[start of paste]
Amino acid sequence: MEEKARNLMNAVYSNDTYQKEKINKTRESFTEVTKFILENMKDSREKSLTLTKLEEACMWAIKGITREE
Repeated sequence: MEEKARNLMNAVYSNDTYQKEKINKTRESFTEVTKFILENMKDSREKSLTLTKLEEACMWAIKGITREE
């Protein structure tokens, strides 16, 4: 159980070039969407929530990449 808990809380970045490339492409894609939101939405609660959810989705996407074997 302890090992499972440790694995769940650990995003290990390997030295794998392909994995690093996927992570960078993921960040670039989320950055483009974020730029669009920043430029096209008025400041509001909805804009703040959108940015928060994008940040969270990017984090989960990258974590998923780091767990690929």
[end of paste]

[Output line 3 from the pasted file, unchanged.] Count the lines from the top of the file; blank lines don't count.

């Protein structure tokens, strides 16, 4: 159980070039969407929530990449 808990809380970045490339492409894609939101939405609660959810989705996407074997 302890090992499972440790694995769940650990995003290990390997030295794998392909994995690093996927992570960078993921960040670039989320950055483009974020730029669009920043430029096209008025400041509001909805804009703040959108940015928060994008940040969270990017984090989960990258974590998923780091767990690929």